“He’ll get fat!”

A common thought with positive, reward-based training is that, as the dog is rewarded often, s/he will quickly become obese!

We are currently walking and training a 15 week old Labrador puppy, Marley. The owners are doing excellent in regards to training him, feeding him from puzzle feeders, and keeping him mentally stimulated. They’re working on bite inhibition, general obedience training, making ‘sit’ a default behaviour (instead of jumping up and tugging on sleeves!) and walking politely on his lead.

I recommended using tasty, high value treats for learning new tricks and rewarding behaviours that Marley finds difficult. High value treats include:

  • Cooked liver
  • Cooked chicken
  • Cheese
  • Hotdog sausages
  • Moist, stinky treats!

Obviously, as we want him to be learning lots of positive things, Marley is fed quite a lot of treats. His owners quite reasonably commented that “He’ll get fat at this rate!” and, as they were feeding him full-size, 1 1/4 inch long bone biscuits for every reward, it was quite a reasonable assumption! πŸ™‚

So, here’s my list on how to avoid feeding your dog too many treats:

  1. Use your dog’s daily kibble –Β if you are rewarding your dog A LOT throughout the day, reward your dog with kibble for easy or well-known behaviours. We keep a pot of kibble in every room of our house and often use them to reward Kasper and Zoey for easy behaviours such as sit, lie down and for polite behaviour whilst playing.
  2. Use treats that can be easily snapped.Β The great thing about using cooked meat or cheese as training treats is that you can cut them into tiny, tiny pieces…and they smell so good the dog will still be willing to work very hard for it! πŸ˜‰ However, even if you use shop-bought treats, buy ones that can be cut or snapped into smaller sizes or, as an alternative, buy specially designed ‘training treats’ which tend to be smaller in size.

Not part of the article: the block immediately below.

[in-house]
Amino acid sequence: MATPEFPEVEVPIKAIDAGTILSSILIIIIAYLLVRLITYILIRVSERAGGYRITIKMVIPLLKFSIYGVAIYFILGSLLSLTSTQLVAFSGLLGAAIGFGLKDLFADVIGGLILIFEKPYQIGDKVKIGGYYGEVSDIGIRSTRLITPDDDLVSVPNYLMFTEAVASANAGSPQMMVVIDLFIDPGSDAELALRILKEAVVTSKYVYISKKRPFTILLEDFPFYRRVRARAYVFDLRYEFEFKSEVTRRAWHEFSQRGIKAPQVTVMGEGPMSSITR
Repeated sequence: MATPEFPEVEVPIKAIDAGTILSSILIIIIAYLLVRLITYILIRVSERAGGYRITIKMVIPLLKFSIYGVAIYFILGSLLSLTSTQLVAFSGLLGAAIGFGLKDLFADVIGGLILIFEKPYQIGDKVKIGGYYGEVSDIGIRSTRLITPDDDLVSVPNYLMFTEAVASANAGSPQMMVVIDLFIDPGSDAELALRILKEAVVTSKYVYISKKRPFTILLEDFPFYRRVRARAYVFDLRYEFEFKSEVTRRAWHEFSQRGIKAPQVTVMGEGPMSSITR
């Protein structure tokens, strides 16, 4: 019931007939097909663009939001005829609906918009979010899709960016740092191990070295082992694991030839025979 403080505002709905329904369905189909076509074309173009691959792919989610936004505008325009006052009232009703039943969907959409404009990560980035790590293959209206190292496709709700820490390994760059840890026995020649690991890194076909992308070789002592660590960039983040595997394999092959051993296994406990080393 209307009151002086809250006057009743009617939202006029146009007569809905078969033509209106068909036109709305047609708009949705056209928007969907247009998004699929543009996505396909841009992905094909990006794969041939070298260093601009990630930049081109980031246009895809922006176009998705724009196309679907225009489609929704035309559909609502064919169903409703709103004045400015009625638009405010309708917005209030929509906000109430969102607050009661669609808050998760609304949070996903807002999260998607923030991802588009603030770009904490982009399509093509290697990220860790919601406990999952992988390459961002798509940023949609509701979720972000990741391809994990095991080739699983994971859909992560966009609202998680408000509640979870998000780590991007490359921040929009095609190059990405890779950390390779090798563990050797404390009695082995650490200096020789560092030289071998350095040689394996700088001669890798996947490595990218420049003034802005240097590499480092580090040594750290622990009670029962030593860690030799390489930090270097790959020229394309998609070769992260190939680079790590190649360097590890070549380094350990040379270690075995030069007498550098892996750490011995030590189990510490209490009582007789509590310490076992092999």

3. Keep the treats tiny! My advice to people when training any dog is to use treats roughly the same size as your little finger nail…or SMALLER!


These wheat-free treats are great as they can be snapped into much smaller pieces


Treats roughly the same size as your little finger nail will work perfectly πŸ™‚


Love Zoey in the background of those photos!! πŸ˜€


4 thoughts on ““He’ll get fat!”

  1. Excellent advice. I am using cooked chicken and hot dogs cut up into very tiny bits. Sometimes cheese. I try to rotate these to keep my new boy excited about what I have in my pocket. It is working wonders with him and he beats feet back to me when I call. He is around a completly untrained dog from next door and I fear he will learn bad habits from her… But they love to play.

    Yes, Love Zoey in the background.

    • It sounds like you are doing great work with Stitch and he seems like a real superstar!

      And yes, Zoey is never far when there are treats about!! πŸ˜‰

  2. Good tips, have to say though Donna turns her nose up on kibble if I have little chicken cubes around and I’m too lazy to pack different treats to go for a walk so kibble for the low distraction home environment and cooked chicken/pork cubes for outdoors! The tiny pieces help weight management but it does mean we have to spend more time on food prep!

    • totally agree about the kibble, it’s very easy to snub πŸ™‚

      We need to get better at remembering to buy meat in, we’re both veggie/vegan so the pups often have to make do with cheese as a high value reward, but meat works much better for them πŸ™‚

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